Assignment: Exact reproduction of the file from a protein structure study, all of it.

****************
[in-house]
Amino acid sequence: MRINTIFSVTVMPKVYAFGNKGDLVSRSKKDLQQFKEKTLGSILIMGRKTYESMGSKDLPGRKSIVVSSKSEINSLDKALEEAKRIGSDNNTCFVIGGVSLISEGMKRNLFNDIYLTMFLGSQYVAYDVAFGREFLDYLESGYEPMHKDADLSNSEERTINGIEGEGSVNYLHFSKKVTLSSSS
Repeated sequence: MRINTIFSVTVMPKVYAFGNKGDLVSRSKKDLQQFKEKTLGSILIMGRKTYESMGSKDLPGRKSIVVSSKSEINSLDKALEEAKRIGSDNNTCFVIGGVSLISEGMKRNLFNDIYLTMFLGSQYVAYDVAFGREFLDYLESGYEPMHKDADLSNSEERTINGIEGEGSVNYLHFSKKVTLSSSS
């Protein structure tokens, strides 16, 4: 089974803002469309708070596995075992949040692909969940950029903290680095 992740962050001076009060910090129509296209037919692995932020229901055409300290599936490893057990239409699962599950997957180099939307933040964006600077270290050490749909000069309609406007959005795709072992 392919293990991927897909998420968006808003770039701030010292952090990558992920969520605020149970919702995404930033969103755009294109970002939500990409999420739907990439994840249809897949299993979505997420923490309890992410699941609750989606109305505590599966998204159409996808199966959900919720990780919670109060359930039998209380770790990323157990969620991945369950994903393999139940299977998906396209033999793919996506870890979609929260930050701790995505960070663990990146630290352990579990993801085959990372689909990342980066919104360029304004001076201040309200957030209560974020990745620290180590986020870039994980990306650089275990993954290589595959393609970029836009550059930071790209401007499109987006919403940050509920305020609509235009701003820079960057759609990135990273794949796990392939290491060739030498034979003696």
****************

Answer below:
[in-house]
Amino acid sequence: MRINTIFSVTVMPKVYAFGNKGDLVSRSKKDLQQFKEKTLGSILIMGRKTYESMGSKDLPGRKSIVVSSKSEINSLDKALEEAKRIGSDNNTCFVIGGVSLISEGMKRNLFNDIYLTMFLGSQYVAYDVAFGREFLDYLESGYEPMHKDADLSNSEERTINGIEGEGSVNYLHFSKKVTLSSSS
Repeated sequence: MRINTIFSVTVMPKVYAFGNKGDLVSRSKKDLQQFKEKTLGSILIMGRKTYESMGSKDLPGRKSIVVSSKSEINSLDKALEEAKRIGSDNNTCFVIGGVSLISEGMKRNLFNDIYLTMFLGSQYVAYDVAFGREFLDYLESGYEPMHKDADLSNSEERTINGIEGEGSVNYLHFSKKVTLSSSS
């Protein structure tokens, strides 16, 4: 089974803002469309708070596995075992949040692909969940950029903290680095 992740962050001076009060910090129509296209037919692995932020229901055409300290599936490893057990239409699962599950997957180099939307933040964006600077270290050490749909000069309609406007959005795709072992 392919293990991927897909998420968006808003770039701030010292952090990558992920969520605020149970919702995404930033969103755009294109970002939500990409999420739907990439994840249809897949299993979505997420923490309890992410699941609750989606109305505590599966998204159409996808199966959900919720990780919670109060359930039998209380770790990323157990969620991945369950994903393999139940299977998906396209033999793919996506870890979609929260930050701790995505960070663990990146630290352990579990993801085959990372689909990342980066919104360029304004001076201040309200957030209560974020990745620290180590986020870039994980990306650089275990993954290589595959393609970029836009550059930071790209401007499109987006919403940050509920305020609509235009701003820079960057759609990135990273794949796990392939290491060739030498034979003696």